Doing It!: CSPH executive director Alicia Gauvin reflects on 10 years of sex education

Alicia Gauvin

Violet Vanderslice: Tell me a little about the Center for Sexual Pleasure Health’s upcoming 10 year anniversary event, “Curiosities.”

Alicia Gauvin: We wanted to do an annual event because we think it’s really important to bring our community together. We have a live auction and a silent auction, and also get artwork donated by local queer artists that we auction off that evening; but it [the artwork] stays at Machines with Magnets for about a month so the public can see the different works. We try to have it center around a theme. It’s always a very loose theme — this year’s theme is inclusivity because the planning committee was thinking of words [that come to mind] when we think of the CSPH, and inclusive was a word that kept coming up.

VV: Is there anything piquing your curiosity right now?

AG: I wouldn’t say it’s necessarily piquing my curiosity as much as it is my everyday frustration. In 2018, some legislation called FOSTA and SESTA was passed and basically this is federal legislation intended to help prevent sex trafficking — which we can all agree no one wants sex trafficking — but the ramifications of this legislation is that it really impacted people engaging in sex work. Craigslist got rid of their classified section, Back Page closed down. That’s forcing sex workers who were previously able to screen clients online either out of a job or putting them in less safe interactions with clients by moving them to the streets. That is just one part of it. The second part is that a lot of social media platforms are tightening up their sexual solicitation policies and are just blindly executing it. So we’ve had a really hard time the past year and a half since the policies went into effect just getting the word out about the work that we’re doing. We saw a decrease in program enrollment and we’ve gotten posts taken down. Any time we’ve tried to boost for an upcoming event [on Facebook] like Curiosities, it’s not been approved because of the name of the page is the Center for Sexual Pleasure and Health, so it doesn’t matter what the content of the post is. The way that their policy is executed, they believe that we are a solicitation page. That is a thing that’s constantly on my mind because it impacts our ability to exist. My board and I have been thinking [about it] and fortunately/unfortunately this is not specific to the CSPH; a lot of other organizations that do similar work have encountered this as do many sex toy retailers. So we know we’re not alone, but it’s definitely been at the forefront of our minds. How do we pivot from this? How can we meet our community where they are, which is online, but [think about] other avenues in which to reach them? We haven’t landed on anything really yet, but it’s one of the things that keeps coming up during our meetings.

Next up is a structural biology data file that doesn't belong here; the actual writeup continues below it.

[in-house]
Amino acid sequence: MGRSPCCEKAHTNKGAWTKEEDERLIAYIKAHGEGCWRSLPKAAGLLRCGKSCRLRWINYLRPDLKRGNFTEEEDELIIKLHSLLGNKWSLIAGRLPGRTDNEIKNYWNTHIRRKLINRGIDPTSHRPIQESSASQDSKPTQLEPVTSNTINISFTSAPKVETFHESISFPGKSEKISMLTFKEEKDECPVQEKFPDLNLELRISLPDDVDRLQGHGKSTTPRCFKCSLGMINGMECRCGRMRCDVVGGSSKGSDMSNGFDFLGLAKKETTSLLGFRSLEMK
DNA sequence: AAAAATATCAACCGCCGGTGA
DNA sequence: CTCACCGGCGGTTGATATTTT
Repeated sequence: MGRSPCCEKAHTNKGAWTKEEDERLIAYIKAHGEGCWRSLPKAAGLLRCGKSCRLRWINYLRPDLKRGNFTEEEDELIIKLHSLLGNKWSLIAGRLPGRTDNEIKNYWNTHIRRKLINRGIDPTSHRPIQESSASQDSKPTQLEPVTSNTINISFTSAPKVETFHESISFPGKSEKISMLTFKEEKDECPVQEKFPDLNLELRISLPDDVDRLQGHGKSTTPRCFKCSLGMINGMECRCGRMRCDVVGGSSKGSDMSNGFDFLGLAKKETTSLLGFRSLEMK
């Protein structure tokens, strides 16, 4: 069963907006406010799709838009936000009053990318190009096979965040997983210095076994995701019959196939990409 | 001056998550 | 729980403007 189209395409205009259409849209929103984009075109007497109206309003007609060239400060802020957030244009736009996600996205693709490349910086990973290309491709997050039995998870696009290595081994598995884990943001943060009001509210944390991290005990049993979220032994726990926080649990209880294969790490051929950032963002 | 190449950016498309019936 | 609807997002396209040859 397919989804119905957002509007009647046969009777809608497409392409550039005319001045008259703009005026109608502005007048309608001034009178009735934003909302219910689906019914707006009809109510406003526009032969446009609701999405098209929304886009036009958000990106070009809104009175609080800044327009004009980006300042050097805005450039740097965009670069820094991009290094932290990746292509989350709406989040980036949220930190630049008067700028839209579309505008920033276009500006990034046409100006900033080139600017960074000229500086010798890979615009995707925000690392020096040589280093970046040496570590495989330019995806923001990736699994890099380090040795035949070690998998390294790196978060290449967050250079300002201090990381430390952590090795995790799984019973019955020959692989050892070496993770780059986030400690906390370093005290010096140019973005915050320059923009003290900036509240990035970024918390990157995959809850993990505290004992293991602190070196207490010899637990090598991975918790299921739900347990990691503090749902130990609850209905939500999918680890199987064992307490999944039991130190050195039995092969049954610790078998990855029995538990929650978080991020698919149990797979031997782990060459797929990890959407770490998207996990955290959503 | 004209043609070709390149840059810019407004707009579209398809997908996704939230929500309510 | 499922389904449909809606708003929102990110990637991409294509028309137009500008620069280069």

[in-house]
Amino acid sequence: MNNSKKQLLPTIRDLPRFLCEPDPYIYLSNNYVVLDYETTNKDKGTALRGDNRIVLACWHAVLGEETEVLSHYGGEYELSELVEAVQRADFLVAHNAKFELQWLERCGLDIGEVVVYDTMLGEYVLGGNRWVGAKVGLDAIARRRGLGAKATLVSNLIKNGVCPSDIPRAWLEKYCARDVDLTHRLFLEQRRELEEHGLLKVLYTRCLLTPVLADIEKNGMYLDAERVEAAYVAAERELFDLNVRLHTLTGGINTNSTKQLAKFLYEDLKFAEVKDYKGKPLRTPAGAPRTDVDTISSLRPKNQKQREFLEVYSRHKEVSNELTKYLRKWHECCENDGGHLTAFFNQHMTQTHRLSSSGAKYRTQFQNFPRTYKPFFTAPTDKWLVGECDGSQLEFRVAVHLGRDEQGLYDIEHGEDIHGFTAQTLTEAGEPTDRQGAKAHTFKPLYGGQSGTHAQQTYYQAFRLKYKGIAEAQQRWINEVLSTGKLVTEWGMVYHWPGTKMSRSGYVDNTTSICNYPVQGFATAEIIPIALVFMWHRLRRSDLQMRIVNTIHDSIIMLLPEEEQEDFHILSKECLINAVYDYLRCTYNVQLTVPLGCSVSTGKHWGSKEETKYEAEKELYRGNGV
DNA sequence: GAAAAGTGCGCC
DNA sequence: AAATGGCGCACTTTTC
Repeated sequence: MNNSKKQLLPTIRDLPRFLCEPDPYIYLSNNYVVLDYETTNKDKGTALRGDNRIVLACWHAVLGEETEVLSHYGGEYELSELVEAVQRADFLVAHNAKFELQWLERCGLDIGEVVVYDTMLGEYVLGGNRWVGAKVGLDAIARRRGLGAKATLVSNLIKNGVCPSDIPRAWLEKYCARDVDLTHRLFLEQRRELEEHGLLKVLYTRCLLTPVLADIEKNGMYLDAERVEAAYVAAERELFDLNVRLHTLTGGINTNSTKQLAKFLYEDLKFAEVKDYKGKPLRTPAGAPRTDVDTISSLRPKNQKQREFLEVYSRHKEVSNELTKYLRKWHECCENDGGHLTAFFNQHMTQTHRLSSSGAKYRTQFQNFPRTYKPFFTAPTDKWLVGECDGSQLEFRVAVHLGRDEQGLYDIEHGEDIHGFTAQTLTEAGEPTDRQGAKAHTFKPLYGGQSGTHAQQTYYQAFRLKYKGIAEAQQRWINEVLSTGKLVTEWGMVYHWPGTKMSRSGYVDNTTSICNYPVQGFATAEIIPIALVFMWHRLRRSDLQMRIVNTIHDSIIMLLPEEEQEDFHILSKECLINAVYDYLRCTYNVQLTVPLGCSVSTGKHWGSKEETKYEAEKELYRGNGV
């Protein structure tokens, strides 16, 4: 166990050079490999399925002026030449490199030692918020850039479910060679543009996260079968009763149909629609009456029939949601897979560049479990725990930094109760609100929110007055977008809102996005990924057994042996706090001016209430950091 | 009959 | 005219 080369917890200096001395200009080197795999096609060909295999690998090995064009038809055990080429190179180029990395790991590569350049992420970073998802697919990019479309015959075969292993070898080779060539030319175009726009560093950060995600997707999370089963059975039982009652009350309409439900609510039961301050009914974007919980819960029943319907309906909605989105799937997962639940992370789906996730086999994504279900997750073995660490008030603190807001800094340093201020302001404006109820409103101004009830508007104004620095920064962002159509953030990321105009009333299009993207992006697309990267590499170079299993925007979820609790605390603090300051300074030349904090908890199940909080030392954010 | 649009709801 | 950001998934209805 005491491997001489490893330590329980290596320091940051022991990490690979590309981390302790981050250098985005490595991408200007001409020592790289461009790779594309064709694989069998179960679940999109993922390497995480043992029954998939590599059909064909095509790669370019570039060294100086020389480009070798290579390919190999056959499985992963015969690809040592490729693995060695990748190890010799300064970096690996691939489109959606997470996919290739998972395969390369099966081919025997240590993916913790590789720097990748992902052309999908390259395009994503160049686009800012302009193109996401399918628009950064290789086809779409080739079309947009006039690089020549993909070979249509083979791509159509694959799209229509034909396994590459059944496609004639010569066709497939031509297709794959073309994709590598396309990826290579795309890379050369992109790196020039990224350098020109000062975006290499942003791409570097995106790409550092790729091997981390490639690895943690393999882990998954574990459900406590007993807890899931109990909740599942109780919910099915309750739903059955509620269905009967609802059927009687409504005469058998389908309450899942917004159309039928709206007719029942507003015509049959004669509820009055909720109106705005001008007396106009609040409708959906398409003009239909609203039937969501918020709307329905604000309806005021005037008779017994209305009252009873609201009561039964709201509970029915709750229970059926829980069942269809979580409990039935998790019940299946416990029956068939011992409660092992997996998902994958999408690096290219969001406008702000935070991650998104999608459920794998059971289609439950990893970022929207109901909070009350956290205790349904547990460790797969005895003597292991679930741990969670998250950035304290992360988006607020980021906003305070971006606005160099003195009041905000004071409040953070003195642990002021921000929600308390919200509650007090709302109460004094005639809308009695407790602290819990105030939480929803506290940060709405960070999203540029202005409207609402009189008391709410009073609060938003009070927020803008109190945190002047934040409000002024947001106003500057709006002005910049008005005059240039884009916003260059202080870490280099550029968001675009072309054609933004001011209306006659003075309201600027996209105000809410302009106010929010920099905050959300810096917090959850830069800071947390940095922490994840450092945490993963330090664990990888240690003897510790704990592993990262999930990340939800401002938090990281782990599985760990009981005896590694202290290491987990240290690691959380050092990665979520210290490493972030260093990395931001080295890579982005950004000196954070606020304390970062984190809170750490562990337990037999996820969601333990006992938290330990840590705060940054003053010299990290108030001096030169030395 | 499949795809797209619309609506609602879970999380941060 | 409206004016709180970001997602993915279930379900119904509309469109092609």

VV: Is it an algorithm problem? Are you just getting swept up in the net?

AG: I would say yes and no. The algorithm definitely does a majority of the work, but specific to posts being removed or ads not being approved, you can appeal that and it does get reviewed by a person, but they are also saying, “No, this is not in line with our policy.” And I’ve tried to press them [Facebook] on that, but they make it difficult to get a person to talk to. You can’t get someone on the phone; it’s always through Facebook Messenger or Instagram Messenger — it’s just someone from customer service and never the same person so you just get sent into a loop. And I don’t have the time. We need to move on and encourage our community to share our posts and like our posts because that is one way we can circumvent the algorithm — if people are engaging with the content.